With effect from 6th April 2020, the holiday reference period for working out a week’s pay changed from 12 to 52 weeks. This was to ensure that those who don’t work a regular shift pattern throughout the year, like seasonal workers, aren’t disadvantaged when calculating the value of holiday pay. This applies to all calculations of statutory holiday pay under the Working Time Regulations 1998.

If you need any help or advice on any of the matters raised in this article or with any other employment matter, I’d be delighted to hear from you. You can email me at charlotte@quinnhr.co.uk or call me on 01768 862394.

Termination Payments

Look forward to hearing from you!

With effect from 6th April 2020, any employer making a termination payment to an employee, was required to pay Class 1A employer National Insurance Contributions on any termination payment over £30,000.00. Make sure those responsible for payroll in your organisation are aware.

Stay safe and well Charlotte

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In & Around Penrith Wordsearch COMPILED AND SPONSORED BY QUINN HR

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Butterflies to look out for now By Chris Winnick Cumbria Butterfly Conservation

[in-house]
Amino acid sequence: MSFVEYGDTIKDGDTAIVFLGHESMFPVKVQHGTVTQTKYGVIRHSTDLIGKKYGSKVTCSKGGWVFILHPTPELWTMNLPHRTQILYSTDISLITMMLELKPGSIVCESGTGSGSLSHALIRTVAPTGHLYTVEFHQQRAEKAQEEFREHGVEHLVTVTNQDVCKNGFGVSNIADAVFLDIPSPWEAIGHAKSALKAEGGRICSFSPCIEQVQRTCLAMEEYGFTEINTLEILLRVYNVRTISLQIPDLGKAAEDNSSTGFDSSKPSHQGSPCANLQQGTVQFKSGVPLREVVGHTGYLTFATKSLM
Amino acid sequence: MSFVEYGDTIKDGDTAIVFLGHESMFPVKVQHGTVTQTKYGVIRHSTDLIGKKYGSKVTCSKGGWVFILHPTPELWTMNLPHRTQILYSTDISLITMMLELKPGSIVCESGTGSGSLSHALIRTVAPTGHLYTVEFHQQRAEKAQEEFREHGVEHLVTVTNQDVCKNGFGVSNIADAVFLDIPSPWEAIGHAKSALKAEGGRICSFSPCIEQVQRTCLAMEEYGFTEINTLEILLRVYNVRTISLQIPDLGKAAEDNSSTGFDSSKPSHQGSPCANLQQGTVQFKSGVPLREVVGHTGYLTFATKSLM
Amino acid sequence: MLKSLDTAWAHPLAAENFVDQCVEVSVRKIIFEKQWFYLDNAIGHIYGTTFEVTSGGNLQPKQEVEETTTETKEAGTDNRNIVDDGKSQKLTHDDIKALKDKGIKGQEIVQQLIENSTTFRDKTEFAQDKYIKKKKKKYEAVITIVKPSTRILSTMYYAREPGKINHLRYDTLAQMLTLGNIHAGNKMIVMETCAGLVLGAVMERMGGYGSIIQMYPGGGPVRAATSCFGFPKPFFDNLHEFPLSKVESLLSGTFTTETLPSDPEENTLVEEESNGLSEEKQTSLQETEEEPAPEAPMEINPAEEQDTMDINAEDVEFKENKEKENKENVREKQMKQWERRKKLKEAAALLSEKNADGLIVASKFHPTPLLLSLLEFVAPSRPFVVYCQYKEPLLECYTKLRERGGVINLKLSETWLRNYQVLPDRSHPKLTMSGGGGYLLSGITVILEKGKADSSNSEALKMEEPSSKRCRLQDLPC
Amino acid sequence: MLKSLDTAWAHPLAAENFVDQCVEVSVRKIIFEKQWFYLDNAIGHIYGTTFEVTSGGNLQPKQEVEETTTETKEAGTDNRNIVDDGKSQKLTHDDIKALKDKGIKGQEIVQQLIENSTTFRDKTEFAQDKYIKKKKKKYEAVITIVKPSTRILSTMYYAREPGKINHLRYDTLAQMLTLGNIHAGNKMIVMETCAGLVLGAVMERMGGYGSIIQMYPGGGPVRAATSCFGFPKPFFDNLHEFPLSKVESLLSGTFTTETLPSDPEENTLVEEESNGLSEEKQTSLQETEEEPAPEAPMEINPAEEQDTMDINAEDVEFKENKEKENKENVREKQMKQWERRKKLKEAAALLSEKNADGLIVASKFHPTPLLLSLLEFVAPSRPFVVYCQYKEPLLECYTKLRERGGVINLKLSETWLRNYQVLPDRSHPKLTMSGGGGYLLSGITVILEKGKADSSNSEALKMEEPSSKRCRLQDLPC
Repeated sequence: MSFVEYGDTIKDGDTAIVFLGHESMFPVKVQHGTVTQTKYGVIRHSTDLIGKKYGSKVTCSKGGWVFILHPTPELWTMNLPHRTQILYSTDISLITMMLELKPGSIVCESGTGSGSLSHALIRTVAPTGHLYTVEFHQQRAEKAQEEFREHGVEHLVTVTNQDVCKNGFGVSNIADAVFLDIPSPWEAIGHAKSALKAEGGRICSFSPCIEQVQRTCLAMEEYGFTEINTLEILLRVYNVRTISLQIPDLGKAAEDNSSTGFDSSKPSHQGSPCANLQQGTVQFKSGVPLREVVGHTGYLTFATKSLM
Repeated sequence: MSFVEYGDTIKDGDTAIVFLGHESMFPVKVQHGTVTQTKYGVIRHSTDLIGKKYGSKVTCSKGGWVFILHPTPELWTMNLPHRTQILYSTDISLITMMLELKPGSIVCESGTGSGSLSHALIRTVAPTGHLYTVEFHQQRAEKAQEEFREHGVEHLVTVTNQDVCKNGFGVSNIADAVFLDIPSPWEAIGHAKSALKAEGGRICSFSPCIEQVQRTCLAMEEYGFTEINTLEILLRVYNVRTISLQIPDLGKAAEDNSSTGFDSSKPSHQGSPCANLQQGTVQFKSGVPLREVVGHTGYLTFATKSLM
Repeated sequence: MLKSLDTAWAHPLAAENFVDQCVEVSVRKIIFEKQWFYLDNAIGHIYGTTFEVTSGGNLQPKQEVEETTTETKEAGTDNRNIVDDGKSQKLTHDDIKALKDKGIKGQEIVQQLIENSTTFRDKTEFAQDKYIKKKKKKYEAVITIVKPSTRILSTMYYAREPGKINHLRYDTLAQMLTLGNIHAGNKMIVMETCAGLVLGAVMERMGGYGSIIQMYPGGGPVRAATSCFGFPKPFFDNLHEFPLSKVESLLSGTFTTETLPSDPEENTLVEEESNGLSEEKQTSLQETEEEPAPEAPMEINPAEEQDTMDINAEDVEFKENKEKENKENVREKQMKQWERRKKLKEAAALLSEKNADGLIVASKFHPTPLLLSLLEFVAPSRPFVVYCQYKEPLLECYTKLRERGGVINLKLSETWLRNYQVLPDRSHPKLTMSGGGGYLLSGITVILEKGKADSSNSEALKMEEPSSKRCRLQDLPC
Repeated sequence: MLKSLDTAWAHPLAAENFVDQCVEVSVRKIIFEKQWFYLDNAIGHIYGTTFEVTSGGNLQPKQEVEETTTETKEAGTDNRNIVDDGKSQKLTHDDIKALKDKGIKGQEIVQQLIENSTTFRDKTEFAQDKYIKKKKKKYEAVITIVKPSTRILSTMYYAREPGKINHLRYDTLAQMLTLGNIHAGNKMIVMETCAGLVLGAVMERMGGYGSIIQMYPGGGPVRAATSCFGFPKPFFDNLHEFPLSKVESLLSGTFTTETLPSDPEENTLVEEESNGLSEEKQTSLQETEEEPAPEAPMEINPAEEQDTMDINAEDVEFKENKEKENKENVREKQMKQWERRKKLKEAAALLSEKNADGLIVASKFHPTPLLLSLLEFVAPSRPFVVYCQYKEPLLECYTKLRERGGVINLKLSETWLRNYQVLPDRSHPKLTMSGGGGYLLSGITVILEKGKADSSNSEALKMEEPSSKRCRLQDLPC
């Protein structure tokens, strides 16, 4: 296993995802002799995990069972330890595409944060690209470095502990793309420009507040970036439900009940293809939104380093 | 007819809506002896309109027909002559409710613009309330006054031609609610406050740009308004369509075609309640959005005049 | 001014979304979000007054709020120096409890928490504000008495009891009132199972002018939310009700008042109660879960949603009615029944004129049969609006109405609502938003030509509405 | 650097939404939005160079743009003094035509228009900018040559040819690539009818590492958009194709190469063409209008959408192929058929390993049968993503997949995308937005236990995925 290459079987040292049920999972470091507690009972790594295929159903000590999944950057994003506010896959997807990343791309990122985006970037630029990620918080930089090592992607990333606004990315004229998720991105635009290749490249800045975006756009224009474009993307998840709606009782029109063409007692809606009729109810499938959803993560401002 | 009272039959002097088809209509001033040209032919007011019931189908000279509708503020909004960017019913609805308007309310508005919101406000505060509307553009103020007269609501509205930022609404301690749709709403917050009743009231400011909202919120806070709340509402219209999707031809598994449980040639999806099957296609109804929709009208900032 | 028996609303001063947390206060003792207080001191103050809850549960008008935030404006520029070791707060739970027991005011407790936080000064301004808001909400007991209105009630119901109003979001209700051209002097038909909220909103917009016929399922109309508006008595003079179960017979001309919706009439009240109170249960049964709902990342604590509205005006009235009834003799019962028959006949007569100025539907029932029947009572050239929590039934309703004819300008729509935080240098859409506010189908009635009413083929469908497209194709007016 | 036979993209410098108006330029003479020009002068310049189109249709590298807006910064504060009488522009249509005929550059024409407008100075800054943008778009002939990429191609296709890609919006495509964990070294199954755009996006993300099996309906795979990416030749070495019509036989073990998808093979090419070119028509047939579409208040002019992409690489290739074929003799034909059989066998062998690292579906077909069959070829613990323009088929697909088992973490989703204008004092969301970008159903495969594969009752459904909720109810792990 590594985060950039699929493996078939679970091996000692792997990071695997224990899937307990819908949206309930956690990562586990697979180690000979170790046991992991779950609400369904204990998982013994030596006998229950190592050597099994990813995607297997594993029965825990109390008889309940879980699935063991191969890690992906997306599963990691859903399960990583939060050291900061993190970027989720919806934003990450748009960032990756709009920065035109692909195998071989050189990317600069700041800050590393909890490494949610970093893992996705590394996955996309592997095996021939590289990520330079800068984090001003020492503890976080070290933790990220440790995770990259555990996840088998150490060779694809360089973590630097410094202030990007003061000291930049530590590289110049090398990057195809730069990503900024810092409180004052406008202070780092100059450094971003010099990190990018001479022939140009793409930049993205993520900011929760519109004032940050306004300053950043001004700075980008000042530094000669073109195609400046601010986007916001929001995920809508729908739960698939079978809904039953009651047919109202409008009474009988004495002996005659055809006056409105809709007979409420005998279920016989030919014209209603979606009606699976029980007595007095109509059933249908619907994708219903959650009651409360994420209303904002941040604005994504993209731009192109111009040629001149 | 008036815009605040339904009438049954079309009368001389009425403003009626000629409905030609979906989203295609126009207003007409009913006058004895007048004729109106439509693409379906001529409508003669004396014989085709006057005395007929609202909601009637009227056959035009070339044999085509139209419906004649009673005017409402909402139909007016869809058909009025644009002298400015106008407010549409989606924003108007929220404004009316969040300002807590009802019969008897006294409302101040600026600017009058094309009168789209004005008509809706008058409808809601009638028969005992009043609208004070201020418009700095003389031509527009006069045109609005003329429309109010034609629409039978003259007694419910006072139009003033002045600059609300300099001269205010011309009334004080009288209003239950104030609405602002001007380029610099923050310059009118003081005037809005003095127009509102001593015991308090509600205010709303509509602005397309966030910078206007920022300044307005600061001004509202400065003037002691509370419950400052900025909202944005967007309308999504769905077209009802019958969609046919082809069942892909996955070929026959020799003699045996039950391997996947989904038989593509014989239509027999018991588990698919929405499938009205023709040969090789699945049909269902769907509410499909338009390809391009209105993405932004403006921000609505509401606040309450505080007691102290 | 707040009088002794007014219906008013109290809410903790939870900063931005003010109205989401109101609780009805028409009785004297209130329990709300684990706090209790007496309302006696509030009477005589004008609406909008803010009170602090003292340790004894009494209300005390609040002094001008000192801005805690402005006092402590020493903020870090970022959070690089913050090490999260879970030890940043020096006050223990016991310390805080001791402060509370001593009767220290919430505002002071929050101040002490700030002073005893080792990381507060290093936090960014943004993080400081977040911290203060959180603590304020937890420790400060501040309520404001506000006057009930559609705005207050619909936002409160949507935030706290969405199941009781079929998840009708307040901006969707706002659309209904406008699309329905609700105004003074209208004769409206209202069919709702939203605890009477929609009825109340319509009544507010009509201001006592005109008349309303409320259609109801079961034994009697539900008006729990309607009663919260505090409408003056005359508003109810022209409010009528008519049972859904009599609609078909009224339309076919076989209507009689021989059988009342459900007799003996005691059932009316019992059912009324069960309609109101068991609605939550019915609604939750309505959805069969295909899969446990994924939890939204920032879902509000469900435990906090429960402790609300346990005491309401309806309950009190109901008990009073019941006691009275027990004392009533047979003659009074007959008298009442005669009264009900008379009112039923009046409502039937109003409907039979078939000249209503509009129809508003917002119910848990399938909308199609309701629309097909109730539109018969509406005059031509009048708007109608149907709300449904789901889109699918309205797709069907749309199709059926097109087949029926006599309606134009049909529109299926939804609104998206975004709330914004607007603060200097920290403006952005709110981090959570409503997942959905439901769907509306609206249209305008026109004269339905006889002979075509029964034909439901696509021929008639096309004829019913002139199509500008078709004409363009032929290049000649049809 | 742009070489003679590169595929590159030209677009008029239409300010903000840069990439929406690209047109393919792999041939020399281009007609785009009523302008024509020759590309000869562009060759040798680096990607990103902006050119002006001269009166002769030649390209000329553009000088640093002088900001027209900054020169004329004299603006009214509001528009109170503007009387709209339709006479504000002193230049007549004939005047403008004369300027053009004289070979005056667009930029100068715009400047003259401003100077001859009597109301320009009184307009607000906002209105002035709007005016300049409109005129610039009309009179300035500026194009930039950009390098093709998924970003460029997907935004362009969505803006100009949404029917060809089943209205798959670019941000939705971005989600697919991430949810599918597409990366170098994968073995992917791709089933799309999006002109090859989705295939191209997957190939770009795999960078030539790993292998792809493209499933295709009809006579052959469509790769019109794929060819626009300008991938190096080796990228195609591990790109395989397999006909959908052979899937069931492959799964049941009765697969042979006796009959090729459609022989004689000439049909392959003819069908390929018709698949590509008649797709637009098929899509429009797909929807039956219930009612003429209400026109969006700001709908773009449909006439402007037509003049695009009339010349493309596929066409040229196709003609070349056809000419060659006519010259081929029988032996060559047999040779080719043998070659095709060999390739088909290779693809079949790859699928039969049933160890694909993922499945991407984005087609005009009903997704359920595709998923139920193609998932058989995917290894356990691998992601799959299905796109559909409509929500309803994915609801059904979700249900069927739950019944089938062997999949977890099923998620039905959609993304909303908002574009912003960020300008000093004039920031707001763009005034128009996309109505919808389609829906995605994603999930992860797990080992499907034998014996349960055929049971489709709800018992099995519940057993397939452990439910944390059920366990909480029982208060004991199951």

Comma (Polygonia c-album)

The Comma has widened its UK distribution remarkably in the last 20 years. It was first recorded in Cumbria in the early 1990s and has since spread quickly right through the county and on well into Scotland. It is another of the few species which overwinters as an adult butterfly so will emerge in the early spring. A habitat generalist, it is well suited to survival and expansion of range. Where to look and when: Although widespread, numbers are low and this remains a relatively uncommon butterfly outside the south Cumbria area. Early April to early Autumn with a lull late May until mid June to await the new emergence.

Green-veined White (Pieris napi)

This common butterfly prefers moist meadows and moist open woodland areas being favourites. In Cumbria therefore it has many such places to choose from. Best places are where its favoured egg laying, larval food plants are and these are Lady’s Smock, Garlic Mustard, Hedge Mustard and Water Cress. Where to look and when: Wet meadows, moist woodlands, hedgerows and wide roadside verges particularly those in north Cumbria. The marshy margins of many of our lakes can also hold large colonies. This is one of the first to emerge from pupation in early spring from mid-April right through until mid-September

Large White (Pieris brassicae)

There are two butterflies which are more commonly called ‘cabbage whites’ and as its name suggests the Large White is bigger than the Small White. The Large White is one of the most widely distributed butterflies in Cumbria. Although numbers fluctuate from year to year they should be seen easily and more particularly in late summer when their numbers are boosted by migrants from Europe. Where to look and when: Almost anywhere. Late April to late September but better in late summer

Meadow Brown (Maniola jurtina)